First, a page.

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September 10, 2018

The 3 best ways to invest in public health, according to top experts

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    If you had the opportunity to overhaul how the United States allocates public health spending, what you would you do? That's the question the New York Times' "The Upshot" put before several top experts. Here's what they had to say.

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    "The Upshot" reached out to academics, leaders of funding organizations, and officials who oversee public health departments to see how they thought the United States could improve its public health efforts.

    The 3 ways the US could improve public health

    1. Investing in interventions known to work

    According to "The Upshot," many of the experts noted that although the United States spends large sums on health care, those funds are not necessarily allocated toward public health interventions that are known to help address infectious diseases, obesity, substance use disorders, and other public health issues.

    Karen DeSalvo, former health commissioner of New Orleans and former National Coordinator for Health IT, said, "Of the $1 trillion in federal spending, only 1% is on public health—an infrastructure that saves lives" and can "reduce suffering and improve community well-being and vitality."

    Ursula Bauer, acting director of CDC's National Center for Chronic Disease Prevention and Health Promotion, said, the underfunding leaves many U.S. residents without access to potentially beneficial public health interventions. For instance, she said, "[n]ot all adults have access to appropriate cancer screenings," and the United States does not "do a good job of managing high blood pressure."

    Many of the experts said the United States should invest more in interventions that have been shown to benefit public health. As an example, Bauer said the United States could use tax revenue and subsidies to help promote healthy eating. "There [currently] are more incentives and opportunities for people to consume unhealthy foods and beverages than there are for them to make healthy food and beverage choices," she said.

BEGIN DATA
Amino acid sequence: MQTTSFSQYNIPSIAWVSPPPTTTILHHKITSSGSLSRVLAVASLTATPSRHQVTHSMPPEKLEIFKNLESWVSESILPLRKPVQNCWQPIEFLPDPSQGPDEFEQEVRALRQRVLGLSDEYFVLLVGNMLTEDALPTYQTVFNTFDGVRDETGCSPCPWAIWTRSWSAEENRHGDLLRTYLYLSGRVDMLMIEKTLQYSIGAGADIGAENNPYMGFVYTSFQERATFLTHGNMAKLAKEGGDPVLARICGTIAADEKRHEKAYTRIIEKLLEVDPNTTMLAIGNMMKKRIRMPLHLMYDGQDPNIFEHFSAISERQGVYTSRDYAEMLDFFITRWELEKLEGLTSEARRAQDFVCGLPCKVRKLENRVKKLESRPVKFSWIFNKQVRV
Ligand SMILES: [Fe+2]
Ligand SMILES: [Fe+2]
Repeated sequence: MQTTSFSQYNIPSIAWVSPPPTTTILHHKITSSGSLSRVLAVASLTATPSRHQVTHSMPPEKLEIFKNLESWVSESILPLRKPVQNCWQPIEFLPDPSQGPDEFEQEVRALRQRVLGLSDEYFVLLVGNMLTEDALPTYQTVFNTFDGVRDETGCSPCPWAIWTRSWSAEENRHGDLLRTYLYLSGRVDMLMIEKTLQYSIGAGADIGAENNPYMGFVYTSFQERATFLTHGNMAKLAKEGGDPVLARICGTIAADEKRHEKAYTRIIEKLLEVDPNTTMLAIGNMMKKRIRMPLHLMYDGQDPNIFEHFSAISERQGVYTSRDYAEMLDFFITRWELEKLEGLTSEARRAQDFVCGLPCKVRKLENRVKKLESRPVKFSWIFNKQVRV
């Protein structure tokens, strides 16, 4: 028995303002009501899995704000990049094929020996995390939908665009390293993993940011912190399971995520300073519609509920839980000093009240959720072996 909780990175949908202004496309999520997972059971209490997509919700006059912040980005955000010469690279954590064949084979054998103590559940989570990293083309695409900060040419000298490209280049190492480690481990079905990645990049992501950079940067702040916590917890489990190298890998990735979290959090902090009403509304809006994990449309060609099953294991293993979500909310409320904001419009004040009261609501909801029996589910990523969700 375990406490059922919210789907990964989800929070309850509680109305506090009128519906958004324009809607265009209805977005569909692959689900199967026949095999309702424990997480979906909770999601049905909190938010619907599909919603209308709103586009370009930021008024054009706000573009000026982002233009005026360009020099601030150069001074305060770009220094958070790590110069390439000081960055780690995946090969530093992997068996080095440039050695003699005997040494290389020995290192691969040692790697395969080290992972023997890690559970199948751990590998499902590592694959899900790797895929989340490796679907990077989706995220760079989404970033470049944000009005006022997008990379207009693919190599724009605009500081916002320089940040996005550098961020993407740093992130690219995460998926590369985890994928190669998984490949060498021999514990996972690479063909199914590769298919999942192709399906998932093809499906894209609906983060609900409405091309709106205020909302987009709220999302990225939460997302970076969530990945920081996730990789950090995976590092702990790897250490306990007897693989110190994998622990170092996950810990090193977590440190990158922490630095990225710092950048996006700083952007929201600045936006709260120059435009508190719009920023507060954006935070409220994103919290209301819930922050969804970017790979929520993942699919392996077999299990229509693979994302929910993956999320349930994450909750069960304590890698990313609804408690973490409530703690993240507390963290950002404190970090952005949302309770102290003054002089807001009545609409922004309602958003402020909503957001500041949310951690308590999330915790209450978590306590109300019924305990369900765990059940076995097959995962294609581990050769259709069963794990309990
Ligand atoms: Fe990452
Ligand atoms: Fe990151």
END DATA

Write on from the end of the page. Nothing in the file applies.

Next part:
2. Addressing health disparities

    The experts also said the United States could do more to address health disparities across income levels and racial and ethnic groups, "The Upshot" reports.

    Sandro Galea, the Robert A. Knox professor and dean of Boston University's School of Public Health, said, "Public health needs to take a leadership role in confronting and influencing the social, political, and economic factors that determine population health."

    Former New York City health commissioner Mary Travis Bassett separately added, "The patterns of disease and death track along this nation's deep divides of race and income."

    According to "The Upshot," public health interventions targeting the needs of specific populations have led to substantial improvements in health outcomes. For example, research has suggested that nutritional programs for people with lower incomes have helped to keep people out of the hospital. In Boston, older and lower income residents saw improved health outcomes when they received specially formulated meals, which included soft and low-cholesterol foods, "The Upshot" reports. 

    But Bassett recommended that the United States could focus funding on other programs, as well. For example, she said the United States could divest from prisons and "put that funding toward new systems of justice, better housing or universal child care"—all of which can affect public health.

    3. Targeting deadly public health issues

    The experts said the United States also could do better at addressing public health issues known to cause death.

    Monica Bharel, commissioner of the Massachusetts Department of Public Health, said investing in gun safety and education could lead to a decline in gun-related accidents and deaths. In addition, Bharel said the United States also could look to address the effects of electronic cigarettes, marijuana, and social isolation in the future. 

    One way the United States could improve how it addresses known causes of death is by shifting toward community- and school-based programs for mental health, the experts said.

    Former U.S. Surgeon General Vivek Murthy said, "Such programs have been shown to reduce violence, smoking, alcohol, and drug addiction and mental illness." According to "The Upshot," Murthy in his 2016 Surgeon General's Report included several examples of evidence-based community- and school-based health programs, such as the Fast Track Program, which focuses on identifying children with high rates of aggression in an effort to help them improve their educational and social skills (Frakt/Carroll, "The Upshot," New York Times, 9/4).

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